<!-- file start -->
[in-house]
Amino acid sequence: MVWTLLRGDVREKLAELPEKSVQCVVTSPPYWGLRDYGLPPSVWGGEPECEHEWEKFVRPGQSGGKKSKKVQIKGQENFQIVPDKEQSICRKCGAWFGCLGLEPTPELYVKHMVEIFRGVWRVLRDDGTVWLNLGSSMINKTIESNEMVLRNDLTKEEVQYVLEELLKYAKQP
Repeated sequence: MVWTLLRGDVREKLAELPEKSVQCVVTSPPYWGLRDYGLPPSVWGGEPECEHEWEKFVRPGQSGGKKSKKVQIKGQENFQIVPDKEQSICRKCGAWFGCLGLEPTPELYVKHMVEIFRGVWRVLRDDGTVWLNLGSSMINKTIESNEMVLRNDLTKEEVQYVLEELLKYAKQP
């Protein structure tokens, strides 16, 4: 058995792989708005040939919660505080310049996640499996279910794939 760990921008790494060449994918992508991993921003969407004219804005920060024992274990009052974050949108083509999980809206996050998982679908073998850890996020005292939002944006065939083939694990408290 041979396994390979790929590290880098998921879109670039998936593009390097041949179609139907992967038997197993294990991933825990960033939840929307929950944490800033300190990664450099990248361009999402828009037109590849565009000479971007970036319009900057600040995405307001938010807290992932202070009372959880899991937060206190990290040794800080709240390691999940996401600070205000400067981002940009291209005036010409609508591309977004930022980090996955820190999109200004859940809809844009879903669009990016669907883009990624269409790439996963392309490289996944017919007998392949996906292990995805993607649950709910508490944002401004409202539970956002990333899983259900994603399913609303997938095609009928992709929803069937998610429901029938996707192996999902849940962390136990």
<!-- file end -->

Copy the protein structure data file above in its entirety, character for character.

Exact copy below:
[in-house]
Amino acid sequence: MVWTLLRGDVREKLAELPEKSVQCVVTSPPYWGLRDYGLPPSVWGGEPECEHEWEKFVRPGQSGGKKSKKVQIKGQENFQIVPDKEQSICRKCGAWFGCLGLEPTPELYVKHMVEIFRGVWRVLRDDGTVWLNLGSSMINKTIESNEMVLRNDLTKEEVQYVLEELLKYAKQP
Repeated sequence: MVWTLLRGDVREKLAELPEKSVQCVVTSPPYWGLRDYGLPPSVWGGEPECEHEWEKFVRPGQSGGKKSKKVQIKGQENFQIVPDKEQSICRKCGAWFGCLGLEPTPELYVKHMVEIFRGVWRVLRDDGTVWLNLGSSMINKTIESNEMVLRNDLTKEEVQYVLEELLKYAKQP
């Protein structure tokens, strides 16, 4: 058995792989708005040939919660505080310049996640499996279910794939 760990921008790494060449994918992508991993921003969407004219804005920060024992274990009052974050949108083509999980809206996050998982679908073998850890996020005292939002944006065939083939694990408290 041979396994390979790929590290880098998921879109670039998936593009390097041949179609139907992967038997197993294990991933825990960033939840929307929950944490800033300190990664450099990248361009999402828009037109590849565009000479971007970036319009900057600040995405307001938010807290992932202070009372959880899991937060206190990290040794800080709240390691999940996401600070205000400067981002940009291209005036010409609508591309977004930022980090996955820190999109200004859940809809844009879903669009990016669907883009990624269409790439996963392309490289996944017919007998392949996906292990995805993607649950709910508490944002401004409202539970956002990333899983259900994603399913609303997938095609009928992709929803069937998610429901029938996707192996999902849940962390136990």